Laura Schawelka at Garden / Los Angeles

Laura Schawelka / Useless Twin

December 9, 2016 – January 30, 2017 

1328 Kellam Ave
Los Angeles

The work
of Laura Schawelka speaks to photography as an impartial medium: ultimately the
camera does not care what is important and what is not. Under its
undiscriminating gaze, overlooked secondary objects are recorded with the same
detail and importance as the objects or subjects considered worthy of being
photographed. In Schawelka’s photographs and video, objects that denote bodies
and their functions are elevated to subjects. Useless Twin revels in
photography’s dualities, its unique ability to simultaneously reveal and
obscure, glorify and equalize, narrate and document.
In the
exhibition, a blown-up still of Schawelka’s hand partially submerged in green
screen colored liquid wallpapers the room, its larger-than-life scale dwarfing
the viewer. Overlapping the wallpaper are four Ikea-framed collages, each with
an enlarged base image of a bodybuilding liquid protein supplement (Muscle
Milk) poured over black glass. These images are then layered with smaller
images of sculptural representations of hands. Within the images, the artist’s
fragmented body and camera can be seen reflected in glass while photographing.
On another wall, a video of Muscle Milk flowing over an imitation-leather car
seat loops continuously. As the green liquid from the wallpaper (this time
digitally keyed-out) replaces the beige milk, a still image of a car dealership
Airdancer embracing a headless suited male mannequin materializes and
disappears in the ooze.
Many of
the images included in the collage are photographs of arm reliquaries within
the Guelph Treasure, a German collection of precious medieval objects that were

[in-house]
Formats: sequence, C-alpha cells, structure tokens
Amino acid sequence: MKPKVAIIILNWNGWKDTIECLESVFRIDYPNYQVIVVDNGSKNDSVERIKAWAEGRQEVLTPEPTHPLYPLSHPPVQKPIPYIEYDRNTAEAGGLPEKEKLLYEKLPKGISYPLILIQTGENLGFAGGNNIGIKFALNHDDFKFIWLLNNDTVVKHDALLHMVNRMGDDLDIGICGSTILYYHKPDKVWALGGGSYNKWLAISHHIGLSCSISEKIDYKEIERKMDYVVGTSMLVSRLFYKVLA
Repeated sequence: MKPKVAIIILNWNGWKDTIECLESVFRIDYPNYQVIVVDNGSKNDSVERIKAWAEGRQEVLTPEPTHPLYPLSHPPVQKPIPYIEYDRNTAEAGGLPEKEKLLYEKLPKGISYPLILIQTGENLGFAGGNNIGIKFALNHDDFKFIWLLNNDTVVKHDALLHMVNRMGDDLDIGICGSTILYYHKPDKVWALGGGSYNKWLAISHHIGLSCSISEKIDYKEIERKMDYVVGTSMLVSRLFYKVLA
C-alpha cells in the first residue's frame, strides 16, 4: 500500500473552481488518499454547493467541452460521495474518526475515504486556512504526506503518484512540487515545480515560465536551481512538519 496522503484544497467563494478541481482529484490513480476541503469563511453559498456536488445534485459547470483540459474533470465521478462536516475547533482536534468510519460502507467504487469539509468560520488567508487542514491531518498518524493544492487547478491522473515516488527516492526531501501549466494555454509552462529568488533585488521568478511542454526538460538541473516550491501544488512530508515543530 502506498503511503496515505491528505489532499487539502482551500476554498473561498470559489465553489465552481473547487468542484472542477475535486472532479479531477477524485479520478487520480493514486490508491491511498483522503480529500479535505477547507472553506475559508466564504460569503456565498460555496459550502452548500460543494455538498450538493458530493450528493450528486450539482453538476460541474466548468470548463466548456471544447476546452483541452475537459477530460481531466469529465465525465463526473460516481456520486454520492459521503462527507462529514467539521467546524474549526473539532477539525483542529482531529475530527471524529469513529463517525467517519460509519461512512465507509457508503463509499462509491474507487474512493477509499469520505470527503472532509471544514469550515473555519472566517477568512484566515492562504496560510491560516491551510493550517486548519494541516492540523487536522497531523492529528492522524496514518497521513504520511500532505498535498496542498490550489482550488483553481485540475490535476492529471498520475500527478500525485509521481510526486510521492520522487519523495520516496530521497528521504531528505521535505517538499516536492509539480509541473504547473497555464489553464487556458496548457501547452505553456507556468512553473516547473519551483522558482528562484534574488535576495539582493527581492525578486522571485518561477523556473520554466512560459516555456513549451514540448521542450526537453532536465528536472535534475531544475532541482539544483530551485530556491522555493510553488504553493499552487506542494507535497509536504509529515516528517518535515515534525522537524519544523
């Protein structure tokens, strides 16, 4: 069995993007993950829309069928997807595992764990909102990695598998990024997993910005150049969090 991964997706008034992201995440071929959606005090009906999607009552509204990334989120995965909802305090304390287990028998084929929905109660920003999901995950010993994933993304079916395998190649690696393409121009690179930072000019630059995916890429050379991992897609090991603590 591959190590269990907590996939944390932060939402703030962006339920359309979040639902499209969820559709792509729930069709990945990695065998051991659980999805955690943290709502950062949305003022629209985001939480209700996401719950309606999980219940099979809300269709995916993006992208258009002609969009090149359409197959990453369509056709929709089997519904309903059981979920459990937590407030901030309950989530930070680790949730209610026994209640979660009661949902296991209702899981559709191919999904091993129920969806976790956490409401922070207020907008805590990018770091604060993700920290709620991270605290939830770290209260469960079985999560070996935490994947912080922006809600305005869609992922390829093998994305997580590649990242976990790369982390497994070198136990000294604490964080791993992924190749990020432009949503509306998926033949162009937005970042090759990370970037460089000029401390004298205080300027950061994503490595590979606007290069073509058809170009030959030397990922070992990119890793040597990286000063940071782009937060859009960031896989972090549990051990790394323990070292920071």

dispersed in the 1930’s and are now embroiled in a Nazi restitution case. The
reliquaries contain actual human remains believed to be sacred, encased in
gold, silver, and wooden sculptures of archetypal and idealized hands. Today,
housed in museum vitrines, their original function as religious objects is
lost. Instead, they operate as institutional fetishes – where they once existed
to prove the real existence of a saint or sacred person, they now trace and
index the history of that practice. In the photographs, Schawelka’s hands and
camera are reflected again in the glass of the vitrine or the relics
themselves, documenting the document.
Like the
museum glass separating the ancient reliquaries from their observers, here photography
functions as a temporal membrane separating past and present like a skin. Fetishes
are fetishized – man-made objects portraying bodies, once valued by religious
and later state institutions, are privileged anew by the light-capturing touch
of photography. In Useless Twin, the depicted object is abstracted and
disassociated from the object of depiction. Bodies become objects, objects
become subjects, and nothing escapes Schawelka’s dense web of interconnected
and layered images.
Schawelka (b. 1988, Germany) lives and works between Los Angeles and Berlin.